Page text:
intercoastal waterway

Has anyone cruised a flying scot down the east coast via the intercoastal waterway?
I am preparing my scot for this trip within the next year or two. I am on the chesapeake which should be the hardest part of the trip. I would love to chat with anyone who has done it, or is at all familiar with it.

I've done the ICW from Florida to Maine many times in many boats, both sail and motor.

No reason why a Scot can't do it as long as you have a motor. No way is it feasible under sail alone. Channel is just too narrow in many places. The Chesapeake (open water) is the one place where it might be possible. (It might be the easiest part of the trip).

How long would you expect it to take? From the Chesapeake to southern Florida?
More motoring than sailing? That deters me a bit. I want to sail as much of it as possible.

The only practical portion you'd be able to sail would be the large bodies of water i.e. Albermale Bay. Of course if you have a motor you could motor sail, most of the way.

Assuming you could motor/sail at 5 kts, just check the distance and divide.

Where would you stay at night? I suppose you could sleep in an anchored Scot, but wouldn't be very comfortable. You could pay for Marinas, but it would be cheaper to tow it down here.

The enterprise would certainly be an adventure, but not very practical.

What a bunch of naysayers. Do your research, be careful, and don't take unnecessary chances, but good luck Tom on your adventure.

It is the journey, not the destination.

Having grown up along the Chesapeake and sailing the NC branches of the ICW:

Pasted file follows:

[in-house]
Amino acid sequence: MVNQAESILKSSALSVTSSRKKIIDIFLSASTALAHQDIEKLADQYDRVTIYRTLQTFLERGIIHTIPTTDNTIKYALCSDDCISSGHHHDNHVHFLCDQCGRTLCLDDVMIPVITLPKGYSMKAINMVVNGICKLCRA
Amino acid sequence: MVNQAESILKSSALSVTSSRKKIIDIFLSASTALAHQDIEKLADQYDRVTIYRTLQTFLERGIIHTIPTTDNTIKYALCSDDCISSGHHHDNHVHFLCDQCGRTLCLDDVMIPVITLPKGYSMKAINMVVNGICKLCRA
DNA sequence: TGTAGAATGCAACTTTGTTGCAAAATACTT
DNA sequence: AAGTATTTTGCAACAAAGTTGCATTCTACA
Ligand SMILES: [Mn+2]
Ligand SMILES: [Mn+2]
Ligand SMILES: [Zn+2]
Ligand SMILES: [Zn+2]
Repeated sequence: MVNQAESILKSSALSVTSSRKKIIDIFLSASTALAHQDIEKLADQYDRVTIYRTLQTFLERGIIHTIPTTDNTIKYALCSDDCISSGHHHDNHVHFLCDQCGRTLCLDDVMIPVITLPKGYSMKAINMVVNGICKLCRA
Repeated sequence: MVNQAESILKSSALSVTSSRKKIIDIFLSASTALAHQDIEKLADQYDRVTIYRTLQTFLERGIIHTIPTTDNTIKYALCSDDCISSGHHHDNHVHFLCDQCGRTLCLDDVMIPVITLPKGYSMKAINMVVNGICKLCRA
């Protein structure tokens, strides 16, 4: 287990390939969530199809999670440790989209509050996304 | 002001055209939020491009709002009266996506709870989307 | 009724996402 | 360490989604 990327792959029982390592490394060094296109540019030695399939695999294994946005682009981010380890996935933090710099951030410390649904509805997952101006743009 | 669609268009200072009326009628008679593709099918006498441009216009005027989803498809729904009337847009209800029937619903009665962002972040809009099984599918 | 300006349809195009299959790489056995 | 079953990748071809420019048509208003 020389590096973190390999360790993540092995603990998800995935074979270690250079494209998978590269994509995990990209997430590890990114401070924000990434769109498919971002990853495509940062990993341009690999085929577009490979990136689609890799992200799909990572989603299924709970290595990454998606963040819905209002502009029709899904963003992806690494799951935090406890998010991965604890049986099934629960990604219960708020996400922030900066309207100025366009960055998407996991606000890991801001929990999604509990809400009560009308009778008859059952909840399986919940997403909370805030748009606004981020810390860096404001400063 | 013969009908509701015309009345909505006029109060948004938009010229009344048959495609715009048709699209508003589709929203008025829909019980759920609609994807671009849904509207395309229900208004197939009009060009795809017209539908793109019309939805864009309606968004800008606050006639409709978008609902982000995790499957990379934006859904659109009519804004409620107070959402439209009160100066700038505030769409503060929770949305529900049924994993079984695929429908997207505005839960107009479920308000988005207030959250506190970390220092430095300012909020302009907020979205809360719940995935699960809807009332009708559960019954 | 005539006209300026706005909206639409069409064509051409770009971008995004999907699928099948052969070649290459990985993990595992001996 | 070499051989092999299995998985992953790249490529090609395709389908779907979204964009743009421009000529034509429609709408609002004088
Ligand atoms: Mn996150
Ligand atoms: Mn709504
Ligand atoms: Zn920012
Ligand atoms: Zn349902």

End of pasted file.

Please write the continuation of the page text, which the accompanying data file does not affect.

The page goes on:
There are several stretches of the ICW where a ton of motoring need to be done. From Norfolk, VA through the Dismal Swamp almost MUST be motored. It is a VERY narrow stretch, not very sailable- alternate routes needed. Also stretches from Alligator RIver to Pungo R and Pamlico R to Neuse R also may need alternative routes through Pamlico sound. If the wind is right some of the ditches can be sailed, but it must be right.

Good Sailing

FS 2450


I'm not at at all a naysayer. Just giving the facts as tommy b asked for.

You might want to look at Lee Hughes book "The Biggest Boat I Could Afford: Sailing Up the U.S. Coast in a Dinghy". Hughes sailed a Wayfarer, which is slightly smaller than a Scot (16' vs. 19'), from Key West to NJ. My impression from the book is that the great bulk of it was in fact sailed and not motored. Hughes sailed northward up the coast and not down, which seemed to me a mistake since he arrived in NJ when the weather was still quite raw. (He essentially quit at that point.) But relevant for you would be the long passages along the Georgia coast and the Carolinas. By the way, it's a funny book, and the Wayfarer ("Wanderer") was a very famous one, sailed by Frank Dye.

I found this article to be very interesting...Pamlico, not the skinny parts of the ICW...

Former owner of FS4053...thinking about taking the plunge -- again.